Slow Train To Dawn
Trip Start Sep 26, 2006
77Trip End Jul 29, 2007
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I found my cabin, and then my cabin attendant found me. A very scary Russian woman with a face like a sack of hammers started to explain how to use the folding sleeper bed, in very fast Russian
At 1.30AM all Hell broke loose as about a million German school kids poured onto the train, and randomly started opening cabin doors looking for their berth. I assume they were on some kind of block booking because scary Russian lady seemed to be hauling them into cabins at random, and of course, being school kids they all wanted to be with their friends so they would immediately leave again, looking for their buddies. This game of musical chairs went on for about 20 minutes, and then two girls, about 16 years old were chucked into my cabin. Now, while I'm sure my look of urbane, slightly amused aloofness from the proceedings may have been reassuring if we'd actually had a language in common, at nearly 2AM, the random English guy in the middle bunk with eyes like pissholes in the snow probably looked more Axe-Murderer than Noel Coward, and I can kind of understand their reluctance to accept their accommodations
I've noticed that after we crossed into Poland the train suddenly got a LOT slower.
This morning I went looking for the dining car. There is no dining car. Shit. The sudden appearance of bags of sandwiches and pots of instant noodles from my bunk mates' bags made sense. Fortunately I have some food and a lot of water, so its not the end of the world, I could stand to lose a few pounds anyway.
I was wrong, there is a dining car. Its closed. Shit.
We're somewhere in Eastern Poland and scary Russian lady arrived a few minutes ago with a form for me to fill in. In Russian. In Cyrillic only
NB. We've just arrived at the Belarus border. If they throw me the gulag, Je Ne Regrette Rien!
Its 11PM and we've just left Minsk. Customs was a few hours ago at Brest, and fairly painless; as I wrote my Customs declaration in Latin script not Cyrillic I think it could have been my laundry list for all the Customs guy cared.. After Customs the train slowly went backwards and forwards in out of Brest station for a while, and then we were wheeled into a big shed and we were treated to the locomotive equivalent of a pitstop; our coach was raised up on a crane and off came the wheels (bogeys? Bogies?)! From somewhere I remembered that Russian trains run a different gauge from European trains but I just hadn't made the connection that it meant pulling the wheels off! It was an interesting exercise to watch, and now our train sits a few feet higher on bigger wheels, which has given the ride a slightly wobbly feel, more like a boat than a train.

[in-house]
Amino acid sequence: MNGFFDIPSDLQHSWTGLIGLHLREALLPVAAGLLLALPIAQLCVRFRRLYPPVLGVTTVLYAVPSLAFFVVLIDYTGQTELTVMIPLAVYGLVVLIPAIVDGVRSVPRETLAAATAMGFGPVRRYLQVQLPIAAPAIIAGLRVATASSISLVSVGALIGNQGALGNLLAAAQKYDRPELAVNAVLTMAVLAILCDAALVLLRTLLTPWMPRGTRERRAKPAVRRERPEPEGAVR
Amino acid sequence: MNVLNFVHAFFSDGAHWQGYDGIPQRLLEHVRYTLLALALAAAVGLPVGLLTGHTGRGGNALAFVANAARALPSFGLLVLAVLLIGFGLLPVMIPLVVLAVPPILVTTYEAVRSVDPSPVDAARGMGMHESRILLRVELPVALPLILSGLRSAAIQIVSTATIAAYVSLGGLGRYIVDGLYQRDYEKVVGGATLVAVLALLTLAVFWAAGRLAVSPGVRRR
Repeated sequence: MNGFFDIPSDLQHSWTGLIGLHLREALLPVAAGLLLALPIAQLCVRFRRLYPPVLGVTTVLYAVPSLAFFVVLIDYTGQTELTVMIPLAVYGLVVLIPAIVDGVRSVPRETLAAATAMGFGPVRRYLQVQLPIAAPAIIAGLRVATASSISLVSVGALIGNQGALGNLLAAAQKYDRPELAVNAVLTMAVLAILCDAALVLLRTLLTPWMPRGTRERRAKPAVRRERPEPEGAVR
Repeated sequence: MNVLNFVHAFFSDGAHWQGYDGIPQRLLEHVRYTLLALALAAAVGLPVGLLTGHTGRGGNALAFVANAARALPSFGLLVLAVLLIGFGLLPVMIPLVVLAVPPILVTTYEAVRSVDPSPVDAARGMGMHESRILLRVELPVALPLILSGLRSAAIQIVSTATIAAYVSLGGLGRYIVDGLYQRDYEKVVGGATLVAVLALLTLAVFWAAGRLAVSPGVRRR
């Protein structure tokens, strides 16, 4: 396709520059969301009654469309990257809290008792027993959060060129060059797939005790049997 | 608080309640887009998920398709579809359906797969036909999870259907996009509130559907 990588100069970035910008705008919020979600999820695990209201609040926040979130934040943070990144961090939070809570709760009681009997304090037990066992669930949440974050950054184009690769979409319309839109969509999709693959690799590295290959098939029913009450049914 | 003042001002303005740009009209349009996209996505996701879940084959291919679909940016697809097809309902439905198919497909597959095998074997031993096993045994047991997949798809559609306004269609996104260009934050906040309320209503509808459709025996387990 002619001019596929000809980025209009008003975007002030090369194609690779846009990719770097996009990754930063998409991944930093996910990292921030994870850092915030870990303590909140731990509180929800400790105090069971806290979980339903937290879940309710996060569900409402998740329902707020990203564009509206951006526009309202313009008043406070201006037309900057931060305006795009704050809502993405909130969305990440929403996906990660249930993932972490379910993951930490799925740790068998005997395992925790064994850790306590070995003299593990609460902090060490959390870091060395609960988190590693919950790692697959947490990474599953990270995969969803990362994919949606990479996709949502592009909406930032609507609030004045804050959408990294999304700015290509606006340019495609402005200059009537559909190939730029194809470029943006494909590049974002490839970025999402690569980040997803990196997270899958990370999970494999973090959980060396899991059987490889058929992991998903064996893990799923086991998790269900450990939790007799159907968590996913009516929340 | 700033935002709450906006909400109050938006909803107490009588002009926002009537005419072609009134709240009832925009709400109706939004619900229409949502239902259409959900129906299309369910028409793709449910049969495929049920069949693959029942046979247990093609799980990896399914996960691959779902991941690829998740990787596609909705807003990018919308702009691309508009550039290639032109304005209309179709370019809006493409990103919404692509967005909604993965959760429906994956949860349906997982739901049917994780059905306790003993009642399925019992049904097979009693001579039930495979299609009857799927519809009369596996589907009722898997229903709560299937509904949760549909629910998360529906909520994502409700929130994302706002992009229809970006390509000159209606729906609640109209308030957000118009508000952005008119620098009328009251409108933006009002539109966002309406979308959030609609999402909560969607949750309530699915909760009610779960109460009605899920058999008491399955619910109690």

While we were watching the wheel change I got chatting to one of the German School kids' teachers, Anne, a very nice lady, who gave me an apple (I thought it was supposed to be the other way around with teachers). The kids are all off to Moscow as part of an exchange program (there's a horde of Russian school kids heading West as I write this), and of course they all shame my typical English lack of language skills. Anne took the opportunity to get the kids to brush up on their English, and I've been talking about London, English football and my trip all afternoon. The kids seem slightly incredulous that a grown man would give up a job just to go travelling; give 'em a few years, then they'll get it.
Moscow lays a mere ten hours away (I'm starting to get blasť about the distance already). And so to bed.